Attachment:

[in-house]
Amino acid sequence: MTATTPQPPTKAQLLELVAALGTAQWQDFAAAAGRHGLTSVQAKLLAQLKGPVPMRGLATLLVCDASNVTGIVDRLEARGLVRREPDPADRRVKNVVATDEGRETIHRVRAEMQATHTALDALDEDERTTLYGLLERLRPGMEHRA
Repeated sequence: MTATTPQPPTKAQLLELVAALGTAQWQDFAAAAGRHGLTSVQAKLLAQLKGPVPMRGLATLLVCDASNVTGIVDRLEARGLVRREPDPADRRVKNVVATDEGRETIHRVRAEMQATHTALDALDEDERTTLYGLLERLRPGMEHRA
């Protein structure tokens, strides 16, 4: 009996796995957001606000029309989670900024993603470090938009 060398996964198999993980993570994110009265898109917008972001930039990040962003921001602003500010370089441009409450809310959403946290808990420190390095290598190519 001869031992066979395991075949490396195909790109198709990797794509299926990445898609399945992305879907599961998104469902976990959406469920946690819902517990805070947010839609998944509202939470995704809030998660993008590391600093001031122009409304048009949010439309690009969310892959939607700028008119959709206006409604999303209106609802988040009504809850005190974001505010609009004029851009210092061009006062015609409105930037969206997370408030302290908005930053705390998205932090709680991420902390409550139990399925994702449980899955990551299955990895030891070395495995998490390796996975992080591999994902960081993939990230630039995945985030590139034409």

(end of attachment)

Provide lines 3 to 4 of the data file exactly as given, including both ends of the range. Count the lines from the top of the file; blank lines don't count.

Repeated sequence: MTATTPQPPTKAQLLELVAALGTAQWQDFAAAAGRHGLTSVQAKLLAQLKGPVPMRGLATLLVCDASNVTGIVDRLEARGLVRREPDPADRRVKNVVATDEGRETIHRVRAEMQATHTALDALDEDERTTLYGLLERLRPGMEHRA
């Protein structure tokens, strides 16, 4: 009996796995957001606000029309989670900024993603470090938009 060398996964198999993980993570994110009265898109917008972001930039990040962003921001602003500010370089441009409450809310959403946290808990420190390095290598190519 001869031992066979395991075949490396195909790109198709990797794509299926990445898609399945992305879907599961998104469902976990959406469920946690819902517990805070947010839609998944509202939470995704809030998660993008590391600093001031122009409304048009949010439309690009969310892959939607700028008119959709206006409604999303209106609802988040009504809850005190974001505010609009004029851009210092061009006062015609409105930037969206997370408030302290908005930053705390998205932090709680991420902390409550139990399925994702449980899955990551299955990895030891070395495995998490390796996975992080591999994902960081993939990230630039995945985030590139034409």